But Ezio was bound for Rome. Rome, he knew, would be where Cesare would go now, to regroup. It might even be that Cesare in his arrogance would think Ezio beaten, even dead on the road, like carrion. If so, then that could only be to the Assassin’s advantage. But something else was haunting Ezio. With Mario dead, the Brotherhood was leaderless. Machiavelli was a powerful force within it, and at present Machiavelli did not seem to be Ezio’s friend.

This was something that had to be resolved.

Along with the human survivors of the town, they had managed to bring livestock with them, and among the animals was the great chestnut warhorse Mario had loved so much.

He now mounted the steed, held for him by the old stable-master, who had managed to get out, too—though, alas, most of his horses had been captured by the Borgia.

As he reined the horse in, he took his leave of his mother and sister.

“Must you really go to Rome?” asked Maria.

“Mother, the only way to win this war is to take it to the enemy.”

“But how can you possibly succeed against the forces of the Borgia?”

“I am not their only enemy. And besides, Machiavelli is already there. I must make my peace with him, and work with him.”

“Cesare has the Apple,” Claudia said soberly.

“We must pray that he does not master its powers,” Ezio replied, though privately he felt great misgivings. Leonardo was in Cesare’s pay and Cesare’s power now, and Ezio was well aware of the intelligence of his former friend. If Leonardo taught Cesare the mysteries of the Apple—worse still, if Rodrigo got hold of it again…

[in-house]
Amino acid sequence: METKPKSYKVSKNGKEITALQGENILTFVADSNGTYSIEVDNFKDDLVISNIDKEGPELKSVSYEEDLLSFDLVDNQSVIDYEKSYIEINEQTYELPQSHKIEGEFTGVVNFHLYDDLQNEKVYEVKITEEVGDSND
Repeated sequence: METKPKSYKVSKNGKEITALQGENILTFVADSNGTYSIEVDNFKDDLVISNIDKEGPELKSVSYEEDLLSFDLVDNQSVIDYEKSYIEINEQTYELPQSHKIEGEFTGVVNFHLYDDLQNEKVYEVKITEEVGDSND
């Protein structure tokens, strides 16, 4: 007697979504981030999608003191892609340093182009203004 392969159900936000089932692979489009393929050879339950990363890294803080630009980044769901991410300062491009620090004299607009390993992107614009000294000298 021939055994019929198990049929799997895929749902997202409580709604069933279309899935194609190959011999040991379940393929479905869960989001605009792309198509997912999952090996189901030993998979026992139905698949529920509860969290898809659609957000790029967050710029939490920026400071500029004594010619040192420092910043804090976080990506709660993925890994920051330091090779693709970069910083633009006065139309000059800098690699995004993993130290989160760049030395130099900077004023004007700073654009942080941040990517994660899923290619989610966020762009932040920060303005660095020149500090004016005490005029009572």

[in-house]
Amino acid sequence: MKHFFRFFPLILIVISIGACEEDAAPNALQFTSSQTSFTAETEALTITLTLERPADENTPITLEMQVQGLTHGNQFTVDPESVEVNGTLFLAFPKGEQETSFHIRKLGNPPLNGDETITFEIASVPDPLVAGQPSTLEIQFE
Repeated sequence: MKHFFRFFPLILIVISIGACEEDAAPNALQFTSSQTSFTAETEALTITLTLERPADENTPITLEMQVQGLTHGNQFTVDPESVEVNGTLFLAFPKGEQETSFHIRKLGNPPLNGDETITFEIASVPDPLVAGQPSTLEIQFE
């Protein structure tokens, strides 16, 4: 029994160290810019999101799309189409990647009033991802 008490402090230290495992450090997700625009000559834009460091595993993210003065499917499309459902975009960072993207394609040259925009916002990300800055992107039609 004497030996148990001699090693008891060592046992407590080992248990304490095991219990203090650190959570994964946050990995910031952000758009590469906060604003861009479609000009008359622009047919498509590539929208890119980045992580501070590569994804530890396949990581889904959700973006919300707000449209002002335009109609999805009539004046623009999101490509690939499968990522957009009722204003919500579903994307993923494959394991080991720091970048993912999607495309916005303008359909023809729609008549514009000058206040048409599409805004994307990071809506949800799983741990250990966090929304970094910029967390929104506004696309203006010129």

He shook his head to rid himself of these thoughts. Time enough to confront the threat of the Apple when it presented itself.

“You shouldn’t be riding now. Rome is miles to the south. Can’t you at least give it a day or two?” asked Claudia.

“The Borgia will not rest and the evil spirit of the Templars rides within them,” rejoined Ezio drily. “No one will be able to sleep easily until their power is broken.”

“What if it never is?”

“We must never give up the fight. The minute we do that, we have lost.”

“È vero.” His sister’s shoulders slumped, but then she straightened them again. “The fight must never be given up,” she said firmly.

“Until death,” said Ezio.

“Until death.”

“Take care on the road.”

“Take care on the road.”

Ezio leaned down from the saddle to kiss his mother and his sister before wheeling the horse around and onto the road south. His head was pounding with the pain of his wound and the exertions of battle. More than this was the aching of his heart and soul at the loss of Mario and the capture of Caterina. He shuddered at the thought of her in the clutches of the evil Borgia family—he knew all too well what fate might befall her in their hands. But Ezio also knew that if ever a person would go down fighting, she was that person. He’d have to skirt the Borgia troops but his heart told him that, now that his main objective had been achieved, to break the Assassins’ stronghold, Cesare would head home.

But the most important thing was to lance the boil that was infecting Italy, and lance it soon, before it could infect the whole body of the land.

He dug his heels hard into the horse’s flanks and galloped south down the dusty road.

His head was swimming with exhaustion but he willed himself to keep awake. He vowed he would not rest until he arrived in the broken-down capital of his beleaguered country. But he had miles to go before he would be able to sleep.